A beloved playground in south Minneapolis is on the brink of demolition, but neighbors are determined to intervene.

As more families with children continue to leave Minneapolis than move in, Minneapolis Public Schools is trying to sell off three closed schools while weighing difficult decisions that could include closing additional facilities. Long-obsolete Cooper Elementary in south Minneapolis isn't currently for sale, but its playground could be.

The Cooper playground, located on the northeast side of the school at 44th Avenue S. and 33rd Street, still serves a lively neighborhood with many young families. But after an MPS inspection conducted in May found that the 1997-era playground equipment had begun to warp and break, the district recommended it be decommissioned. Without money to replace it — Interim Superintendent Rochelle Cox estimated that would cost $330,000 — the district must demolish the playground unless another public or private organization steps up.

Cooper residents of all ages packed the Howe Elementary School gym on Thursday night to share fond feelings of the playground and declare their commitment to finding a solution. Several neighbors had been among the crew that helped build the playground with neighborhood association funds 26 years ago. Others were active users still.

"There's never five minutes where somebody's not there, because everybody loves that park," said fourth-grader Acadia Olson.

"I think we can all agree, we always have our noses in our iPhones and TV and I feel like just to get outside and have fun is just a big part of our childhoods," added her friend Piper Brown. "We can't have that if we don't have a park."

MPS School Board Member Lori Norvell said that while she has gotten a lot of questions about individual volunteers or a neighborhood group interested in fixing the playground, the district couldn't shoulder the liability in case someone was injured.

Some other entity with liability insurance would have to lease or purchase the playground and raise the money to repair or replace it, said Cox. While the district couldn't provide exact costs, nor a guarantee that a future sale of Cooper school wouldn't result in the loss of the playground anyway, she said the district would accept a "nominal" offer.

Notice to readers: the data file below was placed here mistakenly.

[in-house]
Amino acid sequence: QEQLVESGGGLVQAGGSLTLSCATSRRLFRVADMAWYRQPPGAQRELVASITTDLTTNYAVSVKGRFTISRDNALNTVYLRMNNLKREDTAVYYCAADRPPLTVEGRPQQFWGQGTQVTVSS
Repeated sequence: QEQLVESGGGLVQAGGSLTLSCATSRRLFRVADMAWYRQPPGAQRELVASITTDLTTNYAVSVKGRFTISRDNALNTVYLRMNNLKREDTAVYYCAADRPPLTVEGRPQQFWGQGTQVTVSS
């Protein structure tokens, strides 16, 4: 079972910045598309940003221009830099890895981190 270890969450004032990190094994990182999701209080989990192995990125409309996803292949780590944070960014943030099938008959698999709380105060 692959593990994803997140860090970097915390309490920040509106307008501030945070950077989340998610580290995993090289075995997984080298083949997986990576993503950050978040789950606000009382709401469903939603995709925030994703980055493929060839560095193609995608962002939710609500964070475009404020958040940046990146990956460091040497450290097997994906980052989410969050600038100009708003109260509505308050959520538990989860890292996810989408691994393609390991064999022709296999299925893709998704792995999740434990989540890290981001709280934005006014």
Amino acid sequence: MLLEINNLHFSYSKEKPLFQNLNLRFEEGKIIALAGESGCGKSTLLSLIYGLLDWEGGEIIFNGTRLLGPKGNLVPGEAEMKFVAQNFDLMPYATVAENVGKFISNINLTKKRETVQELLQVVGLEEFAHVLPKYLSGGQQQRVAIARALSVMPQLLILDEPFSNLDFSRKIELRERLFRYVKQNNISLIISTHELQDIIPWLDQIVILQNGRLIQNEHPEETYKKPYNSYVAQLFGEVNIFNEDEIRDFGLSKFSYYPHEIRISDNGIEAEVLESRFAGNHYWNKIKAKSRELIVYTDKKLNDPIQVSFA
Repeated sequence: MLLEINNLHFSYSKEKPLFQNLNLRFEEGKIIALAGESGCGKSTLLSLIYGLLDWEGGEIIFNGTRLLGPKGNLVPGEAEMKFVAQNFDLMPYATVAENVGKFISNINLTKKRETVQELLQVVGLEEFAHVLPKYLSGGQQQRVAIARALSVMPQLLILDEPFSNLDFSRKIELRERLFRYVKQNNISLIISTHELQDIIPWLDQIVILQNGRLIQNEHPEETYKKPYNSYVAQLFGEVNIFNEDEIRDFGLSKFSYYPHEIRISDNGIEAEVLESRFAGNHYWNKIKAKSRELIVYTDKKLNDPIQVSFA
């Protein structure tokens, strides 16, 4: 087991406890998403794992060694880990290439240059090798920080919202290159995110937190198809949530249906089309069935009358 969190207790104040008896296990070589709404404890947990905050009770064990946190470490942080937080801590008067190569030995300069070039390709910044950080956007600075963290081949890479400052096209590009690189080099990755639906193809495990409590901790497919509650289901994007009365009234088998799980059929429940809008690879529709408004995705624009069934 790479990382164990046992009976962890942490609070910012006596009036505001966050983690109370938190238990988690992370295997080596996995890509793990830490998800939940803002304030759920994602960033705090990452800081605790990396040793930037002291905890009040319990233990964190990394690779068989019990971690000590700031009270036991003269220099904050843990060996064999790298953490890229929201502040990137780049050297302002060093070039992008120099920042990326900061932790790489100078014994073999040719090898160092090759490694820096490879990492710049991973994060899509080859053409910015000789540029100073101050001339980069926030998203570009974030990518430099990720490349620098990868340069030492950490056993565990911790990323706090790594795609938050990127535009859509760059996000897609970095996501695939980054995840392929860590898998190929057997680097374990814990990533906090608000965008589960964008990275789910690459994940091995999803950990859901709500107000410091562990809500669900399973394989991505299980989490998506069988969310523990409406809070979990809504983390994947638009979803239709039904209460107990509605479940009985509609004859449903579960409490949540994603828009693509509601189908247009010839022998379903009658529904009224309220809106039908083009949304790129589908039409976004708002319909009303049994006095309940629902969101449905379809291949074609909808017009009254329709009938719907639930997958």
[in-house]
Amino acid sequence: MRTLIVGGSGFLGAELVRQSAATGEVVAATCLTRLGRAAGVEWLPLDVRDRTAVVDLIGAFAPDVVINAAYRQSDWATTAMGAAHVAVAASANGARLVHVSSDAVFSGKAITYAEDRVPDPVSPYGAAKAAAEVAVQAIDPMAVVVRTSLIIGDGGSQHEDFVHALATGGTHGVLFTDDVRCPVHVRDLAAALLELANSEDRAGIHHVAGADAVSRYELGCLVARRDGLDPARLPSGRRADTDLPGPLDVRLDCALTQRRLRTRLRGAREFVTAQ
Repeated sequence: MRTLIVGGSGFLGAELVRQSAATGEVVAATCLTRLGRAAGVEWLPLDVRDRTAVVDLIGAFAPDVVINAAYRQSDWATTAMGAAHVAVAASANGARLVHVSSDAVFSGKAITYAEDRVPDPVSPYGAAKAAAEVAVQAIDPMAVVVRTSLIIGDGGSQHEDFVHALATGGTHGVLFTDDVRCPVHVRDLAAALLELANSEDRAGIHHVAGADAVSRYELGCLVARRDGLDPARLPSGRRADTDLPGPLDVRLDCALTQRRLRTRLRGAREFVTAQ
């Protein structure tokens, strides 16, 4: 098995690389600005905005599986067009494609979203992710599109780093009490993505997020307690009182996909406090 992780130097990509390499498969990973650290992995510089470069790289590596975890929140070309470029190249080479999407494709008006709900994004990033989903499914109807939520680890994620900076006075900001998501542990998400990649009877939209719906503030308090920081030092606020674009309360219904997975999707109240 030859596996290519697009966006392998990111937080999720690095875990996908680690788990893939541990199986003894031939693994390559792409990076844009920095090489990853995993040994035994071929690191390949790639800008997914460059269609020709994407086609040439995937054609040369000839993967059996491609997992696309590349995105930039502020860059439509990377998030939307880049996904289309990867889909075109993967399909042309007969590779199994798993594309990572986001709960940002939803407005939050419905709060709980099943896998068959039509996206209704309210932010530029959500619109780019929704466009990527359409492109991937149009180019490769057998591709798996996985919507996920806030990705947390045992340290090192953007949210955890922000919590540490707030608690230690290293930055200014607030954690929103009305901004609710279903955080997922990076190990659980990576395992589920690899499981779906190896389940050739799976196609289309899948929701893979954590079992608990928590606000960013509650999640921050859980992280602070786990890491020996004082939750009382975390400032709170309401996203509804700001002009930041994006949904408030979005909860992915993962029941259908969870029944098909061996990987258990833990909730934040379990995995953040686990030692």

"I think it's completely unacceptable — and I think everyone in this room feels the same way, that this playground cannot go away," said neighbor Mary Laurel True, whose grandson uses the playground. "There are plenty of engineers in this town that would do pro bono work ... You can get free wood chips in this town. Look at all these great people who have resources, who have children."

Minneapolis City Council Member Andrew Johnson suggested neighbors look into private sources of funding such as the Vikings Foundation, as well as county grants. One consideration, he warned, was that if some other public agency like the Park Board were to take over and apply for grants on the playground's behalf, it would create competition for other capital needs in its existing portfolio.

"We have to take a pragmatic approach to this," Johnson said. "Cooper is closed. I think it would be unreasonable to expect the same level of accessibility of a playground at a closed school as one that is open."

At a Park Board meeting two weeks ago, Commissioner Becky Alper proposed establishing a new fund to address the loss of MPS playgrounds and fields, but it failed on a split vote.

"MPS has over and over again told us that they want us to develop amenities for them to utilize on our parkland using park budget dollars, yet they refuse to help us identify and obtain the funds required to do that," said Commissioner Steffanie Musich, who opposed the measure. "We have so many intense needs on parkland already."

Park staff have estimated that it would cost the Park Board $650,000 to replace Cooper playground.

Some neighbors found the big difference between Park Board and school district quotes for replacement odd.

Lisa Priest, who helped put in the Dowling Elementary playground last year, said materials and labor on that project had cost just over $150,000.

According to MPS, Tuttle School, which is currently for sale, had its playground removed last year. Hamilton School, which is closed and being leased to the city, still has a tot lot that MPS maintains. And Lincoln School, which is closed but not for sale, has an old playground that is in better shape than Cooper's.

"This goes beyond the Cooper neighborhood for me and is a question of how this city draws in families and prevents violence through positive, active public spaces," said Alper. "Certainly this is trending in the wrong direction and warrants attention.

A resident-created website about Cooper playground's dilemma can be found at www.plaympls.org.